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Fish Dying of a mysterious disease? Blame the poor farmers

November 12, 1997

Fish Dying of a mysterious disease? Blame the poor farmers

Finally we have some answers to the cause of the Maryland's pfish-steria crisis: It's all the farmers' fault.

Well why not, they're easy. Got a pollution problem? Blame the farmers. Got a zoning problem? Blame the farmers. Scared of Alar? Blame the farmers. Just built a split level right next door to a hog farm and now you don't like the smell? Blame the farmer, who's only been there for six generations.

I'm having a problem with my transmission, and I'd lay odds the farmers are behind it.

Fish dying of a mysterious disease and people sickened? Blame the farmers.

How come every time they scare up a problem with that glorified sinkhole in the east they want to regulate us here in the west? Do we blame the watermen everytime we have a drought? I don't think so.

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I love the Bay. And maybe if the cows were out swimming around in it, or snorkeling or playing water polo or something, I could understand. But we're a hundred miles away. Are the cows having contests to see who can spit as far as the Chesapeake?

And where's the team spirit? We're part of Maryland, too, you know. So can't the state blame Pennsylvania or Delaware, or West Virginia farmers? Of course not, for the sole reason that Maryland knows it can't tell Pennsylvanians what to do. So it picks on the people it can legally boss around. The Chesapeake Bay watershed extends into New York state. But drive up to Chenango County and tell them their cows are poisoning our crabs. See what kind of looks you get.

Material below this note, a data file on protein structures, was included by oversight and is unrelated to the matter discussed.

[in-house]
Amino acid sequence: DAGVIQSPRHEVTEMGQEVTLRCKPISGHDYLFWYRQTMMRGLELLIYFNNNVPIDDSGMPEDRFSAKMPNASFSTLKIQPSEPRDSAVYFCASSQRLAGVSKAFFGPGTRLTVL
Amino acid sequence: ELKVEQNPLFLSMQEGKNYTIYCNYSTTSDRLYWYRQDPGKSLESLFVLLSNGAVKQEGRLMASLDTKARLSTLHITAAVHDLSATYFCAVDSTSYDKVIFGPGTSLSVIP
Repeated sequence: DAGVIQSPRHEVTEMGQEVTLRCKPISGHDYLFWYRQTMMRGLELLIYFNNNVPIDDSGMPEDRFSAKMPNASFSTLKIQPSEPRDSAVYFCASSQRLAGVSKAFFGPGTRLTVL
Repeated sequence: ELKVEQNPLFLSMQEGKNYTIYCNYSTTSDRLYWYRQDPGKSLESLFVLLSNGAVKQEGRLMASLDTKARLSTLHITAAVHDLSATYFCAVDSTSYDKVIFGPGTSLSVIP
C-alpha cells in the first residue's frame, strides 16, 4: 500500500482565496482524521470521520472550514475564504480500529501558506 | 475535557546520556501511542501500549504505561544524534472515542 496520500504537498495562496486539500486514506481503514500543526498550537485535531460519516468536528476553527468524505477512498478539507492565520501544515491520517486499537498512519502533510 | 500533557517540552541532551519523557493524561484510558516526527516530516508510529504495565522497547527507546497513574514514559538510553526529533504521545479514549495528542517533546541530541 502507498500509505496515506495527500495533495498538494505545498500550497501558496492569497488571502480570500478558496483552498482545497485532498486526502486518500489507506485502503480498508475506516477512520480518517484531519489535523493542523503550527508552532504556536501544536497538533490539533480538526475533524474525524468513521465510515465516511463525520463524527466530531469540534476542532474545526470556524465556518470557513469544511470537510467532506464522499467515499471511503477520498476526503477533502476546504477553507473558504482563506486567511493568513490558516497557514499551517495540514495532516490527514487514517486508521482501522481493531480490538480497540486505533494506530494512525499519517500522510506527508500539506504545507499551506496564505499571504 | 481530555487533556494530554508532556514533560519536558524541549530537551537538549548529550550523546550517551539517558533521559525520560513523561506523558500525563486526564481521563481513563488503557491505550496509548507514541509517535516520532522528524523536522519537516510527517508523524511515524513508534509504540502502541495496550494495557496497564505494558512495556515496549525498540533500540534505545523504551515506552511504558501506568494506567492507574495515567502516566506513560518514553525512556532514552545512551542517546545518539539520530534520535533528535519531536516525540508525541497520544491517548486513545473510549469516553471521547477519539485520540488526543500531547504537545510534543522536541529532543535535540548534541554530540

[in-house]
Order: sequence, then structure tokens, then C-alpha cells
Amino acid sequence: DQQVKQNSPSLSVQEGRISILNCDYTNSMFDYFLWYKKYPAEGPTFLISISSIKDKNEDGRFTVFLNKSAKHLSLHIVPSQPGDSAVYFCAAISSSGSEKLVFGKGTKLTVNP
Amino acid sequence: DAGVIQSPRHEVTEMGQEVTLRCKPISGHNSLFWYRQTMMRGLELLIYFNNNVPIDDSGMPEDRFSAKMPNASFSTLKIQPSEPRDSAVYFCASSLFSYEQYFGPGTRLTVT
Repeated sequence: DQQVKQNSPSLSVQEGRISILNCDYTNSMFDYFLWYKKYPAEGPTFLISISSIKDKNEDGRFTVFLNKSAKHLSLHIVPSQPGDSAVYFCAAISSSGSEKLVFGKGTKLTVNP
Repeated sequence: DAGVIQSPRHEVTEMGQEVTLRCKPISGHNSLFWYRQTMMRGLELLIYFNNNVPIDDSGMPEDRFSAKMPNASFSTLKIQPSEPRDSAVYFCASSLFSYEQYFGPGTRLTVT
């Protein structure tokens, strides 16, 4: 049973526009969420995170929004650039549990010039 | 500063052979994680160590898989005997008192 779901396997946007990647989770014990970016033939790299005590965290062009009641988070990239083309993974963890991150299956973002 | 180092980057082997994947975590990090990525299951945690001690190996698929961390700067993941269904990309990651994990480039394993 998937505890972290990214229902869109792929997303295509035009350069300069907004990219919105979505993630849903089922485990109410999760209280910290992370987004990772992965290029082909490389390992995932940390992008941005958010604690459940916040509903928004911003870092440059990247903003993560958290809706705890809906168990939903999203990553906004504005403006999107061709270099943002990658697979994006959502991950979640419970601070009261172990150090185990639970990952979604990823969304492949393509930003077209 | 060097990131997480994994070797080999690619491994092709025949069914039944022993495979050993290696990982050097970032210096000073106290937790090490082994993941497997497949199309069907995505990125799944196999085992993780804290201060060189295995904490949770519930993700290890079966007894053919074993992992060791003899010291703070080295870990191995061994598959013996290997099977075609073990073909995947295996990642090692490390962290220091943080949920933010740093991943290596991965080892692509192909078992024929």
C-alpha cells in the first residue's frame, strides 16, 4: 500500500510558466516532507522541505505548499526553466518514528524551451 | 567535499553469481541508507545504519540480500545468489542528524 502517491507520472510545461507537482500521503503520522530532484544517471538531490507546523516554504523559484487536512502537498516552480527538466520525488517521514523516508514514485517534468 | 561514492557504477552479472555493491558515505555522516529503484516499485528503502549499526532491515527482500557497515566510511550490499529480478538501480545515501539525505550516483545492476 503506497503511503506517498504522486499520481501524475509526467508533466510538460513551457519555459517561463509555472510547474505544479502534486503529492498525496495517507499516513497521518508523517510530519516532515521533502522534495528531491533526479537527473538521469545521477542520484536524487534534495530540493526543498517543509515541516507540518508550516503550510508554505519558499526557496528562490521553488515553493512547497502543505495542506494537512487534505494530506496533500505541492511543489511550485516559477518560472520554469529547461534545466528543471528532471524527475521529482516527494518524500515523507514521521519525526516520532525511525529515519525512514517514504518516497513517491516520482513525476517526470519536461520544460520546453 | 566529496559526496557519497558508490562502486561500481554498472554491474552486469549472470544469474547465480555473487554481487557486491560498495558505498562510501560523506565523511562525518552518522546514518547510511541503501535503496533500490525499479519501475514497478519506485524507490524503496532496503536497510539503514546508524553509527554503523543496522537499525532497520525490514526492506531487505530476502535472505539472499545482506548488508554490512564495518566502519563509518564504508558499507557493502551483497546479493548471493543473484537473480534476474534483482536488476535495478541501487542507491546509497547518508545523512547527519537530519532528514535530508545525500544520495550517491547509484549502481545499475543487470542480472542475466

Strange thing is, I don't know too many people who care more about the land and the environment than farmers. I also hesitate to criticize them, because they produce this tiny little item to which I have become quite fond: Food. You might say I could no longer live without it.

Further, I bicycle all over the region, and I'll be hanged if I know where they're stashing all these millions of fish-tormenting bovine. Washington County may have more cows than it has lawyers perhaps, but the ratio is not overwhelming. If these cows are dispatching enough waste to drown the Bay, I fear they may be ill.

The problem, as I probably incorrectly understand it, is "nutrients."

Instantly I'm confused. Aren't breakfast cereals always bragging that they're full of nutrients? Doesn't corn stop growing if the soil doesn't have enough nutrients?

I suppose it's one of those Paul Revere deals. Nutrients are good if by land, bad if by sea. I'm also assuming here that nutrients is a kind word for an unkind cattle byproduct. After all, who wouldn't rather fix a nutrient spreader than a manure spreader?

Nutrients help plant life grow, including algae. And algae is aquatically incorrect because it robs the water of oxygen and blocks sunlight, allowing harmful bacteria to grow. Either that or it doesn't cover its mouth when it sneezes.

So if algae's the problem, can't they just throw a little Baquacil into the Bay and vacuum it every morning?

Along with saying the farmers are causing the problem, the state is simultaneously saying that there isn't any problem at all. This is sort of like the lawyer of a murder suspect who says "My client absolutely didn't do it. But if he did, it was in self-defense." Maryland doesn't have a pfiesteria problem. But if it does have a pfiesteria problem, it's the fault of those derned Maryland farmers.

In the most high-profile meals since the Last Supper, Gov. Parris Glendening has been eating more fish than a stork at high tide to prove that all is well and urge that everyone remain calm.

That's good enough for me, although I believe it needs to stop there. You won't see me eating "nutrients" to prove they are harmless.

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